My point is that the cognitive social learning theorists repeatedly criticize positions that do not exist. Along the way, however, they are guilty of a range of other factual and logical errors. Consider, for example, the following: "trait research involves obtaining correlations between dispositional self-descriptions and behavior in relevant settings. The generally poor predictive validity of self-report measures of traits suggests two conclusions" (p. 266). There are three errors here: (a) A theoretical position is invented—there is in fact no coherent tradition of trait theory; (b) this nonexistent tradition cannot, therefore, have the research agenda described; and (c) validity coefficients in competently conducted research are routinely in the .6–.7 range. Or consider the following: We are told repeatedly that traditional personality psychology perversely ignores a "situationist perspective." But what is this situationist perspective that we so perversely ignore? A careful reading of the book reveals that the term is undefined or rather is defined in so many different ways that no common referent can be extracted. But finally, we learn with a jolt that, in empirical research, "We find a clear preference for SELF and OTHER cues over SITUATION cues under all circumstances. Subjects clearly are not willing to ascribe much predictive utility to situational factors in social interaction" (p. 35). Perhaps the advocates of a situational perspective should pay closer attention to their own data.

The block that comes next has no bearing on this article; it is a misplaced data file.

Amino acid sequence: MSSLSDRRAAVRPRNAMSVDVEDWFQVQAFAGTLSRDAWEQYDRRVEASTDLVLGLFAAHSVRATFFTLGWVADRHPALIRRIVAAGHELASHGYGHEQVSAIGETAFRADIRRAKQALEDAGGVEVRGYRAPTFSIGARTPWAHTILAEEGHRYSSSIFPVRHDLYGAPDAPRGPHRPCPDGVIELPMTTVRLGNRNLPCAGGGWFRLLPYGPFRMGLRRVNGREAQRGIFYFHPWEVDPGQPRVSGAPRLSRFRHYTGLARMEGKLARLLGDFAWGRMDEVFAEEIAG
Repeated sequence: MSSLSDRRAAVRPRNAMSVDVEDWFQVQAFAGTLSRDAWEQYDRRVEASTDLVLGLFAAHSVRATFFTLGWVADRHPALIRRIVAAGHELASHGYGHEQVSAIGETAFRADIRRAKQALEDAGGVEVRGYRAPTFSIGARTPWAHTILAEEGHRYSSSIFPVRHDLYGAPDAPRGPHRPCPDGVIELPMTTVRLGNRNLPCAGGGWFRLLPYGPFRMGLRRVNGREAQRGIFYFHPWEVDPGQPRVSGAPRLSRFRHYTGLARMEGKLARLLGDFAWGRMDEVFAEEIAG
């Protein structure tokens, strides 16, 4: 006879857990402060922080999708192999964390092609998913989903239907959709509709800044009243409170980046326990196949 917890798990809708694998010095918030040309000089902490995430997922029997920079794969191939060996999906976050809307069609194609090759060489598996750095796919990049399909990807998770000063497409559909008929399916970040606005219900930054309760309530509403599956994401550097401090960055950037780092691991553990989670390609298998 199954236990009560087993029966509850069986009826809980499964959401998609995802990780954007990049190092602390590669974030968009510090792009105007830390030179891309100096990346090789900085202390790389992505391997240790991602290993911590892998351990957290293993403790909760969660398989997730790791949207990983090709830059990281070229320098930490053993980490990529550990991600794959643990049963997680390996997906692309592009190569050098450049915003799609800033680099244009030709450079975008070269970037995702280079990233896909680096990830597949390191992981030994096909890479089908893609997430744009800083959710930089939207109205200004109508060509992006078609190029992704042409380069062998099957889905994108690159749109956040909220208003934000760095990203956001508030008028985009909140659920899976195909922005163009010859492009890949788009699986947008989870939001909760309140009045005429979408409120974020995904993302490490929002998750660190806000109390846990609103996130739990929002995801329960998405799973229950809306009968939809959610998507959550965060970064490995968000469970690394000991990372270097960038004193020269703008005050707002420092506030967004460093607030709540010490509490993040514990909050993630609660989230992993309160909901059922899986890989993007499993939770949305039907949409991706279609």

A different subject matter

Related to the foregoing discussion is the question of whether the PPS viewpoint offers a persuasive alternative to traditional personality psychology as an account of human nature. The answer is No because cognitive social learning theory is concerned with part processes—miniature theories of social perception and cognition—and does not deal with many of the issues that concern traditional personality psychology. For example, there is virtually no discussion of unconscious processes and self-deception, which are major concerns of traditional personality psychology. The topic of motivation is largely absent, as are the subjects of socialization and personality development. With the exception of the chapter by Fiske and Kinder, there is no mention of individual differences. It is therefore hard to understand how cognitive social learning theory provides an alternative to, much less expands the horizons of, traditional personality psychology when it is concerned with an almost entirely different subject matter.

But some important work is here